Terminating TPS at this time would be inhumane and untenable. Given the current country conditions, Honduras is in no position to accommodate the return of an estimated 57,000 Hondurans who have received TPS from the United States; nor is El Salvador in any position to accommodate the return of roughly 200,000  Salvadorans. Doing so in either case would likely destabilize these key strategic, regional partners and potentially bring harm to those returned. In addition, terminating TPS would needlessly add large numbers of Hondurans and Salvadorans to the undocumented population in the U.S., lead to family separation, and unnecessarily cause the Department of Homeland Security to expend resources on individuals who are already registered with our government and whose safe return is forestalled by dire humanitarian conditions.

Based on the above facts and further analysis in our trip report, we urge you to extend the TPS designation for Honduras and El Salvador, pursuant to Section 244(b) of the Immigration and Nationality Act,[6] until individuals’ return and reintegration to the two countries can be safely accomplished. This will allow Hondurans and Salvadorans to continue to legally work, contribute to U.S. communities in an authorized capacity, and maintain safe, stable lives, and human dignity for their families, many of which include U.S. citizens. We ask you to show compassion and patience as Honduras and El Salvador continue to improve their citizen security and humanitarian capacity for reception, protection, and integration.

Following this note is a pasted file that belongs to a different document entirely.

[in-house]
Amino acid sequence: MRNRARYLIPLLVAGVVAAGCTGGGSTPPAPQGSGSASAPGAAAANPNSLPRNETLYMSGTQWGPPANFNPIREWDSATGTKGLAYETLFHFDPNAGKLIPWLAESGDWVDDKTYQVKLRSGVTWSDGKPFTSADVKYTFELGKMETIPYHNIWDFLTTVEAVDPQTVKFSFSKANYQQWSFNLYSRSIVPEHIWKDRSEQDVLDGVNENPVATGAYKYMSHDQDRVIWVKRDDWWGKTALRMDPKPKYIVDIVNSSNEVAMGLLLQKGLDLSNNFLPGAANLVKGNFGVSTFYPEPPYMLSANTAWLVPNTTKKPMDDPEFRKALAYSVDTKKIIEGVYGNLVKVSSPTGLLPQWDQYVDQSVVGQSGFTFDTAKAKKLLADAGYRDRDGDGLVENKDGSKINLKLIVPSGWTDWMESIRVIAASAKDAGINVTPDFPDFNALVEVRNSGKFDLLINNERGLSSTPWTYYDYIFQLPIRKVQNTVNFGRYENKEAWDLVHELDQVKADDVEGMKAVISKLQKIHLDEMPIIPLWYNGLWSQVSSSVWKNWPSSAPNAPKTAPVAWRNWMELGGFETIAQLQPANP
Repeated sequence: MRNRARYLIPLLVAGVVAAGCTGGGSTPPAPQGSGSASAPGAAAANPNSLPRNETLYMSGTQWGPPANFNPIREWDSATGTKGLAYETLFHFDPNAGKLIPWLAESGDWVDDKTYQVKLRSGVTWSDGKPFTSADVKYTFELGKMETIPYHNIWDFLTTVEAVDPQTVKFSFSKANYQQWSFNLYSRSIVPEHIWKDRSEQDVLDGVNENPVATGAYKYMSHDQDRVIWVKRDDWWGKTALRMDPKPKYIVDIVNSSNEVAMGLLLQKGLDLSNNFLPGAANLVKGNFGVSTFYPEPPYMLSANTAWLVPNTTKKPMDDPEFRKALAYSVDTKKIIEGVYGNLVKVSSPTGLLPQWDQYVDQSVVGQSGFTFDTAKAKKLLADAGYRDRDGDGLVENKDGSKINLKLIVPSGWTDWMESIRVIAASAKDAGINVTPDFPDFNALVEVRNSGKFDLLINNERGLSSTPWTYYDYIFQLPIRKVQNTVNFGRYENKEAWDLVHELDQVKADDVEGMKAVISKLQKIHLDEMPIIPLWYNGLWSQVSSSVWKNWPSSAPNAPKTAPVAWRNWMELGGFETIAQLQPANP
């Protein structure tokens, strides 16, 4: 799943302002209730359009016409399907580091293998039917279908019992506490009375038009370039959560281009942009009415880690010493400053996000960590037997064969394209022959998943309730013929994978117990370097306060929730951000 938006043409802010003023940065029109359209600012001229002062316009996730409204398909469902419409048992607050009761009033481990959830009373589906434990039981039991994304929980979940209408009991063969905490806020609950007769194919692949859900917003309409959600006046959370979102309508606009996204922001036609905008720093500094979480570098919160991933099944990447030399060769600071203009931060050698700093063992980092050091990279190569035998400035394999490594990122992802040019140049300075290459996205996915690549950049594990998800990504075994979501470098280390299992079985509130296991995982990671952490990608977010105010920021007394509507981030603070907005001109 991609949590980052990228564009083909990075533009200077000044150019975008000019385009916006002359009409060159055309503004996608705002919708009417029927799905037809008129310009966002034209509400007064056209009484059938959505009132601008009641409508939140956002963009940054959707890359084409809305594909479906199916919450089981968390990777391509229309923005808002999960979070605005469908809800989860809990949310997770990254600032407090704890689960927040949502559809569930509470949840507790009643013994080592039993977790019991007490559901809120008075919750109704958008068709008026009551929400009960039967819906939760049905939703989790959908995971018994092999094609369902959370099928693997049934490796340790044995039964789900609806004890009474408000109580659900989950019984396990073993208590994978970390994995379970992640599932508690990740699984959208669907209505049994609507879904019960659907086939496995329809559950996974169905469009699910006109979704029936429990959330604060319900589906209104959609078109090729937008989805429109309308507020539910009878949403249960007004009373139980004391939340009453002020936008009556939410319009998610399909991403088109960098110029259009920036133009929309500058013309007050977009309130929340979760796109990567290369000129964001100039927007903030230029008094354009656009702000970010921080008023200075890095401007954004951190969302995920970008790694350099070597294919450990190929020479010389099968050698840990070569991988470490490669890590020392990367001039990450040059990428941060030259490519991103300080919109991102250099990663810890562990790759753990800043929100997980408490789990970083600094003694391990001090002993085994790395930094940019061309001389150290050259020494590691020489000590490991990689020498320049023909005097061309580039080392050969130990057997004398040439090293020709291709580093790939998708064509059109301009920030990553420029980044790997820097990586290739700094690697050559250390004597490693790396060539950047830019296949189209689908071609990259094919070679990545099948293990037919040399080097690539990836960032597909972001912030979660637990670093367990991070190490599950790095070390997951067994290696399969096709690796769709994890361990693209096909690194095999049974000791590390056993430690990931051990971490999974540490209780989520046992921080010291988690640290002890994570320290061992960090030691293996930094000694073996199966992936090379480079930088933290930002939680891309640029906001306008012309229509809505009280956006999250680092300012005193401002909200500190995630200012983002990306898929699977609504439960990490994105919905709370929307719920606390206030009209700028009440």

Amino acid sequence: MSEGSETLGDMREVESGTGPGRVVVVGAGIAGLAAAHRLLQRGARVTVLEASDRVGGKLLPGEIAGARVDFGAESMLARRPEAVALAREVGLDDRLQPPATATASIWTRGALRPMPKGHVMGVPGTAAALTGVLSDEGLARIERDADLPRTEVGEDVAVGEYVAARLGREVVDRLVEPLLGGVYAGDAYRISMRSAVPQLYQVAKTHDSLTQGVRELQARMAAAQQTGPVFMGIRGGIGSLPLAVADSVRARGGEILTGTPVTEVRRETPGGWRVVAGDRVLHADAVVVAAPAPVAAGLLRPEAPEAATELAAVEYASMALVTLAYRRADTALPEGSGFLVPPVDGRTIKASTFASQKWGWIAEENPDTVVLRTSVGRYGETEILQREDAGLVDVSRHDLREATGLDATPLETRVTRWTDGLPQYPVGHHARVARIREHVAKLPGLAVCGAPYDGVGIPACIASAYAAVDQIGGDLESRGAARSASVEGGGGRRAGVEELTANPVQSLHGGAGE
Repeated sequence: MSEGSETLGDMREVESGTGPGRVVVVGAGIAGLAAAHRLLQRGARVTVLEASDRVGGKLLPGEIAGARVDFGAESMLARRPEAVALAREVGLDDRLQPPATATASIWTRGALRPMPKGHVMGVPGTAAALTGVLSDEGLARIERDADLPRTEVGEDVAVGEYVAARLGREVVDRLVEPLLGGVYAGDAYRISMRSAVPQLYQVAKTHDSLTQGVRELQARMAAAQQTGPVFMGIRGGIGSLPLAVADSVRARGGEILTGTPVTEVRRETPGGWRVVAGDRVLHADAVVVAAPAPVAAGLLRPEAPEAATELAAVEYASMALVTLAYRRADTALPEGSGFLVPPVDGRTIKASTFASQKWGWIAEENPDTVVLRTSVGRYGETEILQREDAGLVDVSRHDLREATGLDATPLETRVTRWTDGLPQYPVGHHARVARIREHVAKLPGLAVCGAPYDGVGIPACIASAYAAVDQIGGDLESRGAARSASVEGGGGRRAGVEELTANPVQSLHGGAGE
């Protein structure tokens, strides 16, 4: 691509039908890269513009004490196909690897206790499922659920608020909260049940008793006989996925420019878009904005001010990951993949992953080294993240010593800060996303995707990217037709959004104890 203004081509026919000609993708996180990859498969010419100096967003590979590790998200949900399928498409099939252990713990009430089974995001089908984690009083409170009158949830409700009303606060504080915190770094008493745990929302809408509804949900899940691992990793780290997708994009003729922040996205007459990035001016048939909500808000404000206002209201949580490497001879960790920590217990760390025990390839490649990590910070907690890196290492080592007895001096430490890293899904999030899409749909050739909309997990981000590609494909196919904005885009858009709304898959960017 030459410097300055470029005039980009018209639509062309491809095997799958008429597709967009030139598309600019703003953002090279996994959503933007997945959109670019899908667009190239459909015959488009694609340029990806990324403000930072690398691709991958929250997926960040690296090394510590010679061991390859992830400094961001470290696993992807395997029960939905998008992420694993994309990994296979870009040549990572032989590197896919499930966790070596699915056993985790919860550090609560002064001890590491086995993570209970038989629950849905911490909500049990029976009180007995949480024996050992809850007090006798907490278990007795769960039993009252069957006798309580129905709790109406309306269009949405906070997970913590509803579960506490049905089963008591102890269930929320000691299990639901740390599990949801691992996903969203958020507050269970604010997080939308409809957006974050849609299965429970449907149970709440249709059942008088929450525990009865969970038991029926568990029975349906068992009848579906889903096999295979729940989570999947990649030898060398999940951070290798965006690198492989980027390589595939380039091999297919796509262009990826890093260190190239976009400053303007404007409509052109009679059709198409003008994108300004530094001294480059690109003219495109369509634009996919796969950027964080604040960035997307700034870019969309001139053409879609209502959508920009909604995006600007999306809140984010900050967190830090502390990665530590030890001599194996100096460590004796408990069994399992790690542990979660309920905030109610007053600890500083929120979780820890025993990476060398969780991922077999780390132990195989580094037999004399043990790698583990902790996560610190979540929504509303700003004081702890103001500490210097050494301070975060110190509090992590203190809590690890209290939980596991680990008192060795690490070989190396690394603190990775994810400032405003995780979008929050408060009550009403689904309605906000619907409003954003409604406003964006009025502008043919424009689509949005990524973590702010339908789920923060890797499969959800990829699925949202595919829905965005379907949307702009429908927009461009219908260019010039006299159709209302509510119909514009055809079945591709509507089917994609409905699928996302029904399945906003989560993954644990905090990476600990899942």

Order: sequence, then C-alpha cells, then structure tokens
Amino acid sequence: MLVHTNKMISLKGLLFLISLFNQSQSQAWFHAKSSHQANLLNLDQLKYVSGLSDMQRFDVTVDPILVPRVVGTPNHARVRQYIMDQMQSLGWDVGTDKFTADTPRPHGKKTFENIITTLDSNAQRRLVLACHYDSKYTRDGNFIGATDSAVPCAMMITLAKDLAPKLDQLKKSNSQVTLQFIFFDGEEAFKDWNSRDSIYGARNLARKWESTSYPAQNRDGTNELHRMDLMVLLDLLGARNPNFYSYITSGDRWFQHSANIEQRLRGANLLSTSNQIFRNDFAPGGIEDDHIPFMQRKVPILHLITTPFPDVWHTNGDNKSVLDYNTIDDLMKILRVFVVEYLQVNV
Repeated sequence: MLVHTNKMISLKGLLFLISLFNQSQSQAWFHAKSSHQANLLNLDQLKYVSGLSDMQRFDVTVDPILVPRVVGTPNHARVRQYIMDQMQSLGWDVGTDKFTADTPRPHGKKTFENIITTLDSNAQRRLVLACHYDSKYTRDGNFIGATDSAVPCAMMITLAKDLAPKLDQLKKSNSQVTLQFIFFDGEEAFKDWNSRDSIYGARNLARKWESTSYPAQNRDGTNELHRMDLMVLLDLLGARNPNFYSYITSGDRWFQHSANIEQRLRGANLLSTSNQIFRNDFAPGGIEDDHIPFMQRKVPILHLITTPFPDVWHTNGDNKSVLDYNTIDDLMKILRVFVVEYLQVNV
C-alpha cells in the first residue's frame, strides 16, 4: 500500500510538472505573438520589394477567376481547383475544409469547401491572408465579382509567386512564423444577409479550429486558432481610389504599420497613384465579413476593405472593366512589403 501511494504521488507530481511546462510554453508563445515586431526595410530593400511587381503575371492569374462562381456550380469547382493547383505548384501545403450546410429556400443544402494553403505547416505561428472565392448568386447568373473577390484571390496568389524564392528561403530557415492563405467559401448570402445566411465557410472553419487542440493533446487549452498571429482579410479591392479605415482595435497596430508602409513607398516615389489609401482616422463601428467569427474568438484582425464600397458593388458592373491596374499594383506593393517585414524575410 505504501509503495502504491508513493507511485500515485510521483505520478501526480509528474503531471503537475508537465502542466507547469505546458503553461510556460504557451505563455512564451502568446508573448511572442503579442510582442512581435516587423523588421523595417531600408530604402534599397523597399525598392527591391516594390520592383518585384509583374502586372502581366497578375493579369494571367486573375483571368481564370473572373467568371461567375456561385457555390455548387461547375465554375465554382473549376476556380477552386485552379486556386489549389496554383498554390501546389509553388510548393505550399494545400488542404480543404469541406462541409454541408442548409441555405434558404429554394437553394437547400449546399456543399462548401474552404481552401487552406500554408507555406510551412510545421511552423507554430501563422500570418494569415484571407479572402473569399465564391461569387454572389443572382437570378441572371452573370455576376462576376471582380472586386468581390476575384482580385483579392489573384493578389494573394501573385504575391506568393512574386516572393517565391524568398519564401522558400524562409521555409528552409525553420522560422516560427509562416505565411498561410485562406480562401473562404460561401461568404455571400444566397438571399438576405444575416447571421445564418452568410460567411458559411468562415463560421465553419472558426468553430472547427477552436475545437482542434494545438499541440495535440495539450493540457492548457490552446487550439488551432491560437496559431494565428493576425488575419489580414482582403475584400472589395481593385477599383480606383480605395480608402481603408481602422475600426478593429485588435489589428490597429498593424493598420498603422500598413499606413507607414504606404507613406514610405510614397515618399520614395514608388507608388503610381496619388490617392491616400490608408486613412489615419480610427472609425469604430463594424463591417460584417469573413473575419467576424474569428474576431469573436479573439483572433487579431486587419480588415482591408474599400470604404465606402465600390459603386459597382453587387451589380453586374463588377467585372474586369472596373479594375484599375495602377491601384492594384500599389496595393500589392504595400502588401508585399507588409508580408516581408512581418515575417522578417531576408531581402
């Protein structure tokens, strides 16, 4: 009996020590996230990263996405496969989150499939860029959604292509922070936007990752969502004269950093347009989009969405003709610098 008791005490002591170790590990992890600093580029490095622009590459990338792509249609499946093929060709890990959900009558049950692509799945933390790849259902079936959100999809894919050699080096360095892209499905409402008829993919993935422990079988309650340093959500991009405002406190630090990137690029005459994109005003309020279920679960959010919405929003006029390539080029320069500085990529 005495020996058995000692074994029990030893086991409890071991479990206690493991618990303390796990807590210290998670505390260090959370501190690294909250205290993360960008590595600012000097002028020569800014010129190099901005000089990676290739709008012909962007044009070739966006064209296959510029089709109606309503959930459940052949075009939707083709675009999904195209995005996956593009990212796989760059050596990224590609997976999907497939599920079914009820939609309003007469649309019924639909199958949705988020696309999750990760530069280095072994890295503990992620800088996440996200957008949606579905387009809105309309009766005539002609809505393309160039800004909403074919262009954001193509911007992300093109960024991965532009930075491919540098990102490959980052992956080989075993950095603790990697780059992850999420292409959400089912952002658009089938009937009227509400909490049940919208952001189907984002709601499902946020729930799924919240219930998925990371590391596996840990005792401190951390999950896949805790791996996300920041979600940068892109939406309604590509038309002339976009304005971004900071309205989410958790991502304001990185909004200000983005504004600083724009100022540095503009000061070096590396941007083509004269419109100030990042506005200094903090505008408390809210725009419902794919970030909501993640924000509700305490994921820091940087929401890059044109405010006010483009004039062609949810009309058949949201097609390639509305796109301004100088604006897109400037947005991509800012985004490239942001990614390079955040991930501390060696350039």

We appreciate your consideration of this request. The Catholic Church stands ready to support measures to protect the well-being and dignity of Honduran and Salvadoran families as the two countries are on the path to reform, addressing citizen security and building protection infrastructure.

Respectfully submitted,

Most Rev. Joe S. Vásquez, Chairman, USCCB Committee on Migration

Sean Callahan, President/CEO, Catholic Relief Services